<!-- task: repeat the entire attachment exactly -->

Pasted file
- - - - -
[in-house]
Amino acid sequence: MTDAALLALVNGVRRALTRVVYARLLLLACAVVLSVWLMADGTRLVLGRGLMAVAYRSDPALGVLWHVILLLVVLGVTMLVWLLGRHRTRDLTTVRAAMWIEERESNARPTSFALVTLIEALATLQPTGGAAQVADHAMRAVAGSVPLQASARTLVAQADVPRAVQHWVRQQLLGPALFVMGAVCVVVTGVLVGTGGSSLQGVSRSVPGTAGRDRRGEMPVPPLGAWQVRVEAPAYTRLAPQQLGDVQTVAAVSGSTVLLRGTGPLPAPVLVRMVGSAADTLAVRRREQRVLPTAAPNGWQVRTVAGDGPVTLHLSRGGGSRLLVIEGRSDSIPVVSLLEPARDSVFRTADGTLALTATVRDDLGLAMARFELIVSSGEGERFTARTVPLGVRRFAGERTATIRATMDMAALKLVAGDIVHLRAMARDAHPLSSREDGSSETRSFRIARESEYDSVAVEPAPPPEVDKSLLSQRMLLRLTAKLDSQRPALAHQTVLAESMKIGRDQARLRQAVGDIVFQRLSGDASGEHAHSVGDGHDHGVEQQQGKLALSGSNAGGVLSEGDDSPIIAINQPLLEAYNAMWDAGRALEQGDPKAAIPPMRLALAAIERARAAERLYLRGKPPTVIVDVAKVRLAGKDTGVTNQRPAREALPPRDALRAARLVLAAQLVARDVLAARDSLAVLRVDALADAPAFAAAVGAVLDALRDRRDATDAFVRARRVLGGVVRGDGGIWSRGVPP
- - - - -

[in-house]
Amino acid sequence: MTDAALLALVNGVRRALTRVVYARLLLLACAVVLSVWLMADGTRLVLGRGLMAVAYRSDPALGVLWHVILLLVVLGVTMLVWLLGRHRTRDLTTVRAAMWIEERESNARPTSFALVTLIEALATLQPTGGAAQVADHAMRAVAGSVPLQASARTLVAQADVPRAVQHWVRQQLLGPALFVMGAVCVVVTGVLVGTGGSSLQGVSRSVPGTAGRDRRGEMPVPPLGAWQVRVEAPAYTRLAPQQLGDVQTVAAVSGSTVLLRGTGPLPAPVLVRMVGSAADTLAVRRREQRVLPTAAPNGWQVRTVAGDGPVTLHLSRGGGSRLLVIEGRSDSIPVVSLLEPARDSVFRTADGTLALTATVRDDLGLAMARFELIVSSGEGERFTARTVPLGVRRFAGERTATIRATMDMAALKLVAGDIVHLRAMARDAHPLSSREDGSSETRSFRIARESEYDSVAVEPAPPPEVDKSLLSQRMLLRLTAKLDSQRPALAHQTVLAESMKIGRDQARLRQAVGDIVFQRLSGDASGEHAHSVGDGHDHGVEQQQGKLALSGSNAGGVLSEGDDSPIIAINQPLLEAYNAMWDAGRALEQGDPKAAIPPMRLALAAIERARAAERLYLRGKPPTVIVDVAKVRLAGKDTGVTNQRPAREALPPRDALRAARLVLAAQLVARDVLAARDSLAVLRVDALADAPAFAAAVGAVLDALRDRRDATDAFVRARRVLGGVVRGDGGIWSRGVPP